What is it about?

This article studies a class of computational problems, called Quantified Constraint Satisfaction Problems (QCSPs), that are used in Artificial Intelligence to model non-monotonic reasoning. The principal concern is how complicated these problems are for a computer to solve, because we know some of them can be solved efficiently, while we strongly suspect that others cannot. Typically, efficiently means in time polynomial in the size of the input. For us, it is something different, something broader, and something that is more often associated with hardness. NP is the class of problems whose yes-instances can be verified in polynomial time. For us, it is the "easy" class. Co-NP is the class of problems whose no-instances can be verified in polynomial time. For us, it will be the hard class.

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Why is it important?

The interface between logic and algebra provides a home for some beautiful mathematics. Our principal result is that the class of QCSPs, in a particular algebraic formulation, contains problems all of which are in NP or at least as hard as the hardest problems in Co-NP. Well, this is not so beautiful, yet! The beauty is that the borderline between these different levels of difficulty is specified by properties of an algebra associated with the set of relations available in the corresponding QCSP. The latter is called the constraint language - a logical object - and the former its clone of polymorphisms - an algebraic object. When one considers direct powers of the polymorphism clone, one can consider minimal generating sets for these direct powers. In some cases, these sets are known to be of polynomial size, and in other cases they are known to be of exponential size. This was an outstanding result of the last author in another paper (Zhuk [2019]). What we show in this paper is that the polynomial generating sets correspond to QCSPs that are in NP and the exponential generating sets correspond to QCSPs that are at least as hard as the hardest problems in Co-NP.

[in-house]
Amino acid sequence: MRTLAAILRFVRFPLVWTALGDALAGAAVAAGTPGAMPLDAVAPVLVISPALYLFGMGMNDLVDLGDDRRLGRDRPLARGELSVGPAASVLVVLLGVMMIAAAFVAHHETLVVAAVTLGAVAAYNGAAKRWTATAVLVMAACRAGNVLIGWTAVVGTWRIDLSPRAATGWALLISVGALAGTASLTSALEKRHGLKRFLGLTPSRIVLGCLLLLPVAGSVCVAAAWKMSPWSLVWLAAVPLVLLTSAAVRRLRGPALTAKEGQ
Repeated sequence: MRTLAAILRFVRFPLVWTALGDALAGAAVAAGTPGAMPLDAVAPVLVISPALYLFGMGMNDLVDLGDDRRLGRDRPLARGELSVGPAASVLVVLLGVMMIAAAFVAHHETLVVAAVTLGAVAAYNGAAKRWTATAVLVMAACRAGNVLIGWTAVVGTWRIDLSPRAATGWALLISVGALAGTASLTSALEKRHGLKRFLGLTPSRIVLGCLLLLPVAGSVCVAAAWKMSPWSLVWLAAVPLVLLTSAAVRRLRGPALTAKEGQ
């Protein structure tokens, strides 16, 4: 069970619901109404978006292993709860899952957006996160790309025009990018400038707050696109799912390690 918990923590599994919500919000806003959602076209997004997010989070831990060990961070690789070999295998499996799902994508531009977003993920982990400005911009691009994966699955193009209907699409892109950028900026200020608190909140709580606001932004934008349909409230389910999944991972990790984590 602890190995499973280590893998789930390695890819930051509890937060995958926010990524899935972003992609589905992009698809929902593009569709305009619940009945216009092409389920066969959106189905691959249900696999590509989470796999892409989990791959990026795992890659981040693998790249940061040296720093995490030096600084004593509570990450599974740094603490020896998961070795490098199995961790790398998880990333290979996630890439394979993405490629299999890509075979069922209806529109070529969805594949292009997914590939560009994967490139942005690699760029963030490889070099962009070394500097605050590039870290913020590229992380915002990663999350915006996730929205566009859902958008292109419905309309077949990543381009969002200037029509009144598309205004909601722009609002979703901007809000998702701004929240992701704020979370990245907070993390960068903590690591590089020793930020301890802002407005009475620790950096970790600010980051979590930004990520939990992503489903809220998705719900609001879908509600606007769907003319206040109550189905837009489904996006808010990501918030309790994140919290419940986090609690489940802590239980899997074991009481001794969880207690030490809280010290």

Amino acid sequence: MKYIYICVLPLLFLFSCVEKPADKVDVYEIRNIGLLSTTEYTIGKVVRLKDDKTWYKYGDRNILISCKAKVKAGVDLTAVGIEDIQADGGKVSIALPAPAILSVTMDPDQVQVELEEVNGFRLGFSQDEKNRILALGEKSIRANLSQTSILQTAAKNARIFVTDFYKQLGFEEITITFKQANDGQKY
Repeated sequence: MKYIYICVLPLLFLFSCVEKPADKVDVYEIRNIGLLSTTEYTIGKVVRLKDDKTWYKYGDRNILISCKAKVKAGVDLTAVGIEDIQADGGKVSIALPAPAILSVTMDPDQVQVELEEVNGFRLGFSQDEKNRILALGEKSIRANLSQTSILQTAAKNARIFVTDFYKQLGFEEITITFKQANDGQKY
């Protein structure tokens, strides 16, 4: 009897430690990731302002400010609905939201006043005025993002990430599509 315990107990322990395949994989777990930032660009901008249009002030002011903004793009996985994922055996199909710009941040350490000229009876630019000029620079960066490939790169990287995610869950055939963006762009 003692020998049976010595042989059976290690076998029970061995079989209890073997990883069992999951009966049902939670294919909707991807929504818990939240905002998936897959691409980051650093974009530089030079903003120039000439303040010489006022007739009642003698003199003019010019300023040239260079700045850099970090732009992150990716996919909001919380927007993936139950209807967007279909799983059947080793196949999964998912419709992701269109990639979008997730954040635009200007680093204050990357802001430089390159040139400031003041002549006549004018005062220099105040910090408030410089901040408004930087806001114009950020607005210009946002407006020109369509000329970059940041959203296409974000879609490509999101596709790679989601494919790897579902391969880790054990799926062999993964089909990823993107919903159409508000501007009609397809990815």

Perspectives

Since Zhuk and Martin [2017] showed that the usual formulation of the QCSP does not divide its complexity according to the size of the generating set of powers of the polymorphism clone, by showing an example with exponential growth but a QCSP solvable in polynomial time, the unusual formulation of this paper takes on a new significance. Indeed, what is the correct formulation? Any formulation that gives beautiful mathematics must be justifiable! The beauty behind the normal formulation of the QCSP is still hidden from us at this juncture.

Catarina Carvalho
University of Hertfordshire

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This page is a summary of: The Complexity of Quantified Constraints: Collapsibility, Switchability, and the Algebraic Formulation, ACM Transactions on Computational Logic, January 2023, ACM (Association for Computing Machinery), DOI: 10.1145/3568397.
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